The reluctant hero is a heroic archetype described by Joseph Campbell in The Hero With a Thousand Faces:
- "The hero may refuse the adventure or deny the ability to move beyond the status quo. The heralded event may even be ignored – All of these constitute the ‘Refusal of the Call.’ The use of magical intervention is then needed to plunge the hero into the unknown. The reluctant hero requires supernatural forces to urge him on, while the willing adventurer gathers amulets (magical items) and advice from the protector as aid for the journey."
The reluctant hero is typically portrayed either as an ordinary person thrust into extraordinary circumstances which require him to rise to heroism, or as a person with extraordinary abilities who nonetheless evinces a desire to avoid using those abilities for the benefit of others. In either case, the reluctant hero does not initially seek adventure or the opportunity to do good, and their apparent selfishness may draw them into the category of antiheroes. The reluctant hero differs from the antihero in that the story arc of the former inevitably results in their becoming a true hero.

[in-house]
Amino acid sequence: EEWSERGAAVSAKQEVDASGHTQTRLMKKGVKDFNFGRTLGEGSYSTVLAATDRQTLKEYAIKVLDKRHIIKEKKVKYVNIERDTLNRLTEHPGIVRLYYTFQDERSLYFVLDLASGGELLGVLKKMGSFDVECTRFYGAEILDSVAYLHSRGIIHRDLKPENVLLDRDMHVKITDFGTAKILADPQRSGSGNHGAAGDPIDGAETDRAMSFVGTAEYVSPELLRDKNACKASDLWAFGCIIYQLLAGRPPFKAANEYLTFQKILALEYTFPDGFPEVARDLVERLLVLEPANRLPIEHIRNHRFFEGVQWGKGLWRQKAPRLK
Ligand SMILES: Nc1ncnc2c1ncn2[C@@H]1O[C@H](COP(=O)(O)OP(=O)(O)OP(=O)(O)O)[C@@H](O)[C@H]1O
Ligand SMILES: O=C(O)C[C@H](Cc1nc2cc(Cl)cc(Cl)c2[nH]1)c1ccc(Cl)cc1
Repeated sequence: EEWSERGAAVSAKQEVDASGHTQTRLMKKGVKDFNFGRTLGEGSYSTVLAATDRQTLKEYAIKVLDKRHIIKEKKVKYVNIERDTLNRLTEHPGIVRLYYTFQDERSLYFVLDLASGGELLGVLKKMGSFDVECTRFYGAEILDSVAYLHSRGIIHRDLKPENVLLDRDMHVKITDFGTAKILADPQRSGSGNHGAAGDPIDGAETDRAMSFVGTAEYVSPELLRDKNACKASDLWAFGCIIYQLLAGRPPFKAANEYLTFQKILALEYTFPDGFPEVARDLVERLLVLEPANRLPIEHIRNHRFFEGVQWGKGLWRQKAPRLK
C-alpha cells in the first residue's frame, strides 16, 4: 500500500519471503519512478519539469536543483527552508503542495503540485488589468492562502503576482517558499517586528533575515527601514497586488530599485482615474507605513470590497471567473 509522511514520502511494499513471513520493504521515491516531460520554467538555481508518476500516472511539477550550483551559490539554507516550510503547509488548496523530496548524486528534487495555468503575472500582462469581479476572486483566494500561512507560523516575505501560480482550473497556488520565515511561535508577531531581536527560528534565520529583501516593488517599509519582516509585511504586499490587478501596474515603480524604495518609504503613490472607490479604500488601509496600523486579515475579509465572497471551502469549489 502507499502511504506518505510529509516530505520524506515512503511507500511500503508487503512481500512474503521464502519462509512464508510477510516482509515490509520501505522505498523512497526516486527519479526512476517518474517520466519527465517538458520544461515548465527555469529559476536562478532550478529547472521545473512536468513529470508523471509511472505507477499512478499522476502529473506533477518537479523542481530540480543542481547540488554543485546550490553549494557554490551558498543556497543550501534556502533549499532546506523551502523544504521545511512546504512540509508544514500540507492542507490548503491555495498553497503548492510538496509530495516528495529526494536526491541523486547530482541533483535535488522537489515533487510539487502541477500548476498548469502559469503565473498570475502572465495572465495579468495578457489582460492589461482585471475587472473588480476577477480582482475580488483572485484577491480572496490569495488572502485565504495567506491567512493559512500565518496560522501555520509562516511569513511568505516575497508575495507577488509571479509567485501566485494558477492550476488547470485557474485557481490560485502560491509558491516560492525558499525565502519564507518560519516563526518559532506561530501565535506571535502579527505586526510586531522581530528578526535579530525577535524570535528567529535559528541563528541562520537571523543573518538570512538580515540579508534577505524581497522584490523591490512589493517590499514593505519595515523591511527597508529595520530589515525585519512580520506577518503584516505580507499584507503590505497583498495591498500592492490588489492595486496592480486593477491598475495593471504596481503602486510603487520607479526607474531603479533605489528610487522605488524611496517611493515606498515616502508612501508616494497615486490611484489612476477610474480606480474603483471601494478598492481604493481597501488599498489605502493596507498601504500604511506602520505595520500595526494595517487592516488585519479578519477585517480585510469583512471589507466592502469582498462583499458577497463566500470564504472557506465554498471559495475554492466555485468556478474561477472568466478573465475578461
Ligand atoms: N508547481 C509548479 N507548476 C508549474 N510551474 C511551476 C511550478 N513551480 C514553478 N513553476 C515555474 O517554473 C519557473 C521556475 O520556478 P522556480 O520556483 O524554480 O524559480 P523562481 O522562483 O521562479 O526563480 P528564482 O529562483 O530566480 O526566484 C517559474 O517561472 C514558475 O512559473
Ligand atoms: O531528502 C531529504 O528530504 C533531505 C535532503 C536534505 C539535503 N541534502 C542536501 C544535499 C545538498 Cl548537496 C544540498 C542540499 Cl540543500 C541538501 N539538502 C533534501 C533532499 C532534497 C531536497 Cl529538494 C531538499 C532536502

In many stories, the reluctant hero is portrayed as having a period of doubt after his initial foray into heroism. This may be brought about by the negative consequences of his own heroic actions, or by the achievement of some position of personal safety - leaving the audience to wonder whether he will return to heroism at the moment when he is needed the most. Campbell describes this as the "Rescue from Without", where "The reluctant hero loses all desire to abandon his bliss, he does not want to take on the burdens of the world. Someone or thing may facilitate his miraculous return from apparent death. An overriding reason is necessary to bring the hero back to the world to save it."
Read more about Reluctant Hero: Examples
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